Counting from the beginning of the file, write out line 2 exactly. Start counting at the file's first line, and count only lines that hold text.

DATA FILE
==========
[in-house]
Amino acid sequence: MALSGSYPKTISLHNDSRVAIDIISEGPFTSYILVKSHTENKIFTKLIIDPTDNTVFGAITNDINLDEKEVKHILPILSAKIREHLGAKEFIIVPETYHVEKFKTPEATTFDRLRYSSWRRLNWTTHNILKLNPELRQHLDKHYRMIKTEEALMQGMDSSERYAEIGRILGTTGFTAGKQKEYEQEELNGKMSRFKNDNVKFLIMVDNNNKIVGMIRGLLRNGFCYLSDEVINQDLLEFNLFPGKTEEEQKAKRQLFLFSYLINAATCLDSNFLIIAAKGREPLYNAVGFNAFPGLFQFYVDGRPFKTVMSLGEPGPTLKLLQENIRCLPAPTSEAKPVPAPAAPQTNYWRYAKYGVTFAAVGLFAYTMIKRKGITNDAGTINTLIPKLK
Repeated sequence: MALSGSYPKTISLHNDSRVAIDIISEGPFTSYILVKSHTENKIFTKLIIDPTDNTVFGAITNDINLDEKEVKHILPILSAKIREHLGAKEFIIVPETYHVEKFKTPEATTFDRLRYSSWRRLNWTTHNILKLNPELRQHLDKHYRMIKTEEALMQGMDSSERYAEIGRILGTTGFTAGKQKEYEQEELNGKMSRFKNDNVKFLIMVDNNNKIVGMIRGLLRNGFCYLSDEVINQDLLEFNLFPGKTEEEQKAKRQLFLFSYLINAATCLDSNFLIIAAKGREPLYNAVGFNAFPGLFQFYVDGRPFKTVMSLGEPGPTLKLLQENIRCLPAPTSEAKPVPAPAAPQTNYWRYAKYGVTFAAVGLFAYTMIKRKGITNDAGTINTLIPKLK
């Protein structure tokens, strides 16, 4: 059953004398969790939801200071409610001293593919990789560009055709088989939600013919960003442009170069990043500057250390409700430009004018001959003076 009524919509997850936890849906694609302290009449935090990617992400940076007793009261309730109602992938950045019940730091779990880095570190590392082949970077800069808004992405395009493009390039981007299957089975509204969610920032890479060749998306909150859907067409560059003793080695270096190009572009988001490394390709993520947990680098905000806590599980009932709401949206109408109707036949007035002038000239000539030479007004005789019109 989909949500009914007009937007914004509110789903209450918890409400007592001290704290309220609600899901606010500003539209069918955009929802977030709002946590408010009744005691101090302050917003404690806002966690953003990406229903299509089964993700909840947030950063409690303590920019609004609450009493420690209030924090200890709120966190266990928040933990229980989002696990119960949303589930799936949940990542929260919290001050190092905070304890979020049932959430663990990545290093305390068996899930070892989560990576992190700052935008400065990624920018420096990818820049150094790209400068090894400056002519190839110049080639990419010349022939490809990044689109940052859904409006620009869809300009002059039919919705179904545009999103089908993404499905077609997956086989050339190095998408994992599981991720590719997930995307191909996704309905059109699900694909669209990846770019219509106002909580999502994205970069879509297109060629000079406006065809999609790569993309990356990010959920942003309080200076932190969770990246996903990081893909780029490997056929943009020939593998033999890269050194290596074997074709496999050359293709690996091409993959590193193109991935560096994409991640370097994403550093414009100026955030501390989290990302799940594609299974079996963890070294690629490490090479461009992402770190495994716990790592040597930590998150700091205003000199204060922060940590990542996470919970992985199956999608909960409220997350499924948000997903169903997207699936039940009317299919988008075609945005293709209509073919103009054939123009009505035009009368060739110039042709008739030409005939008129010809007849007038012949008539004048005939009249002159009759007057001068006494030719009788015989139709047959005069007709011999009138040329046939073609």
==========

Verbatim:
Amino acid sequence: MALSGSYPKTISLHNDSRVAIDIISEGPFTSYILVKSHTENKIFTKLIIDPTDNTVFGAITNDINLDEKEVKHILPILSAKIREHLGAKEFIIVPETYHVEKFKTPEATTFDRLRYSSWRRLNWTTHNILKLNPELRQHLDKHYRMIKTEEALMQGMDSSERYAEIGRILGTTGFTAGKQKEYEQEELNGKMSRFKNDNVKFLIMVDNNNKIVGMIRGLLRNGFCYLSDEVINQDLLEFNLFPGKTEEEQKAKRQLFLFSYLINAATCLDSNFLIIAAKGREPLYNAVGFNAFPGLFQFYVDGRPFKTVMSLGEPGPTLKLLQENIRCLPAPTSEAKPVPAPAAPQTNYWRYAKYGVTFAAVGLFAYTMIKRKGITNDAGTINTLIPKLK